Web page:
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A Parent's Guide to Budgeting During a Pandemic

We're literally living through history right now. Anyone reading this article has been affected by the swift, harsh and wild reality of living in a world where COVID-19 (caused by the coronavirus) has altered our entire way of living. Whether you've lost your job, been furloughed or even laid off, or are lucky enough to have shifted to working from home, you've likely encountered some sort of financial obstacle because of this pandemic. Since you've come to this article, you are also likely a parent with a child or children at home and are quickly navigating the world of being a homeschool teacher, cook to picky eaters, housekeeper and fixer of broken toys (and hopefully not broken bones).

Tot Squad has been in the parent services space for ten years and we've learned a thing or two along the way about how to help parents get the goods and services they need to make parenting easier. Though we no longer clean your gear, we can connect you with providers to help you navigate parenting, whether your newly pregnant or already have children at home.

What we're here to share today is our guide to budgeting your current life as the parent or caregiver for your family, which we feel is especially essential during these unprecedented times. So, whether you've been directly financially affected by COVID-19, or have longer-term financial security, below we'll break down the must-haves of budgeting your household in 2020.

  • Tap your emergency fund. If you've just lost your job or seen reduced household income, now is the time to tap any reserves you've saved for a rainy day, because it's pouring outside right now! First, assess how much is in your fund and divide it by your current monthly expenses. How many months does that last? If it's less than six months, you need to start exploring ways to cut back and make plans to prepare for the future.
  • Waste less. It may sound obvious, but we can all learn to live with less these days. Is there a little peanut butter left in the jar? Don't let it go to waste. Pay attention to the little things in your life that may add up. Maybe it means being better about using up wilting produce that may otherwise go to waste. Try new ways to reduce your waste like repurposing leftovers and or making easy homemade snacks for kids.
  • Use less. We've all gotten accustomed to the convenience of packaged foods, cleaning supplies and other household items that come directly to our door, without any effort. Maybe now is the time to reassess any subscription services you have, from personal care products to toys, or even household cleaning. If it's a recurring bill on your credit card and it's not essential, now might be the time to say goodbye (though not forever!).
  • Find alternatives. Now is the time to take a deep look at your household consumption and decide what's a must-have and what's a can-live-without. When you have kids, certain snacks or foods may be crucial to keeping your kids happy (chicken nuggets can be essential!) so don't go without the things that bring your family joy. But there are likely things you stock for convenience or lunch boxes that you no longer need since your on-the-go lifestyle has transitioned to on-the-couch. Try swapping the expensive, packaging-heavy individual snack bars with apples and peanut butter or a handful of nuts. Kids still pining for rice crispy treats? Make them yourself!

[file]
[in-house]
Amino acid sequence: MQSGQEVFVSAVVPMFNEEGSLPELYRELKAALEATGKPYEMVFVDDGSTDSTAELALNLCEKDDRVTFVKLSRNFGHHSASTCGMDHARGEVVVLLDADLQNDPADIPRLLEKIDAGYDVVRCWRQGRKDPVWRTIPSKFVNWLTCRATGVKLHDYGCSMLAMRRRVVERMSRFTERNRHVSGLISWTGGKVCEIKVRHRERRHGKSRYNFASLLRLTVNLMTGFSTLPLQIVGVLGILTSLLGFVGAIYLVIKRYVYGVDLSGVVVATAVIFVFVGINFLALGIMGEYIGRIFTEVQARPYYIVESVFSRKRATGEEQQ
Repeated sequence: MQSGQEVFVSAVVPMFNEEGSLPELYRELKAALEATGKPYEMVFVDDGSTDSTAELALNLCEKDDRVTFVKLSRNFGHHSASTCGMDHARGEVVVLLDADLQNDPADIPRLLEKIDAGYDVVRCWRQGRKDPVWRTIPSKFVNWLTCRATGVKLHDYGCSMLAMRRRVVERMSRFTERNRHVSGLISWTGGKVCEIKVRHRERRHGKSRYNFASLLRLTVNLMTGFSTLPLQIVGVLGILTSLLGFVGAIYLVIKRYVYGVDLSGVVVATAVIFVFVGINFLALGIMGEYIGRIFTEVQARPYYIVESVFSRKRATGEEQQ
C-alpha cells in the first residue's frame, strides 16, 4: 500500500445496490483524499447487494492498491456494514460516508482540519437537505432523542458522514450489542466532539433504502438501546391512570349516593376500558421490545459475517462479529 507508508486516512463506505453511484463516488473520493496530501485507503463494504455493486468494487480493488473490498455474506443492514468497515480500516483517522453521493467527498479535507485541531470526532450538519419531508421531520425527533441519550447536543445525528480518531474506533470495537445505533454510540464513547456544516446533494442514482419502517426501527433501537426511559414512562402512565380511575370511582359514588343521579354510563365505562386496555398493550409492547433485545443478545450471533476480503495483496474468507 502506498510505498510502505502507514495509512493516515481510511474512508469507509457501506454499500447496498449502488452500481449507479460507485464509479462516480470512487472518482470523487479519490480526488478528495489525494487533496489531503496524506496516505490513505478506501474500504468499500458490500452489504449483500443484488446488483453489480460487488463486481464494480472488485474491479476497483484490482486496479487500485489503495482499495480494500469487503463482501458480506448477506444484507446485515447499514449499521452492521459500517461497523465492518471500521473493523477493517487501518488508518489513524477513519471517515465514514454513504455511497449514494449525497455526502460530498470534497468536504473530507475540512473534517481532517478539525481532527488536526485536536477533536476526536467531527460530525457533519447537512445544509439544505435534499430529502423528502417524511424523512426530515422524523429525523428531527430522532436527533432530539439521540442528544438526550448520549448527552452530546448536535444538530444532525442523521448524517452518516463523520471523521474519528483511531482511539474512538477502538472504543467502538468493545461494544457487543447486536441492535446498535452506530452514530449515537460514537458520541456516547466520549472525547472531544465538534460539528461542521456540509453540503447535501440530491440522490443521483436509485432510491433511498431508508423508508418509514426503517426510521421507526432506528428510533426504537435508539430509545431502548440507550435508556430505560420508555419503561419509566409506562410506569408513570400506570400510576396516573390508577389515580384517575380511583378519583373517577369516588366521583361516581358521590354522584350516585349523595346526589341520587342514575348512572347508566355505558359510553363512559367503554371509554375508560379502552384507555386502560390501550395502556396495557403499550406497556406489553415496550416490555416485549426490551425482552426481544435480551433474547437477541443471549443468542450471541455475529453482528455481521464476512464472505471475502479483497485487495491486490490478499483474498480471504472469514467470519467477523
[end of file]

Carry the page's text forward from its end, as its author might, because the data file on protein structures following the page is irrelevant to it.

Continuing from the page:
• Essential baby gear. If you're pregnant during this pandemic, or just brought home a baby, you likely have a laundry list of products or services you think will make your life a bit easier. Maybe it's time to reevaluate the essentials. Remember, our mothers didn't have half the things we have now, and we turned out just fine. If disposables like diapers are a budget-crusher, consider a move to cloth diapers, wipes and even a washable diaper pail liner like this mom. If you're not there yet, here's some help building a zero-waste baby registry so that you don't have to keep replenishing stock after your initial gifts roll in. Need baby gear? Secondhand might not be plausible right now with thrift and consignment stores closed. Instead, tap friends and neighbors for what's in their garage right now that they may not be using. Just be sure to sanitize any hand-me-down items before using, either by a professional or yourself. Still need a baby carrier for your socially-distant walk around the block? Try making one yourself. Finally, if you do have to buy something new right now, make sure to research coupons, rebates or wait for an upcoming sale to maximize your purchase and save money.
  • Creative toys and activities. Now is definitely not the time to cave into toddler demands for the latest toys or trinkets. Your money is best spent on the essentials while holding on to your savings, and maintaining your financial peace of mind. But that doesn't mean you still can't delight and surprise your children, especially with Passover and Easter right around the corner. Consider fixing old toys that got tossed in the donation pile, or glossing them up with a fresh coat of paint or glitter. For Easter, try some homemade techniques to dye your eggs, and don't waste those eggs! And homemade Easter baskets are a great project for kids and can be made with household items.

We hope this parent's guide for budgeting during a pandemic is helpful. We know how many people are struggling right now, whether or not they are directly affected by the coronavirus. We believe now is the time to come together as a (virtual) parenting community to share resources, tips and tools so we can all get through this together. Be safe out there, parents!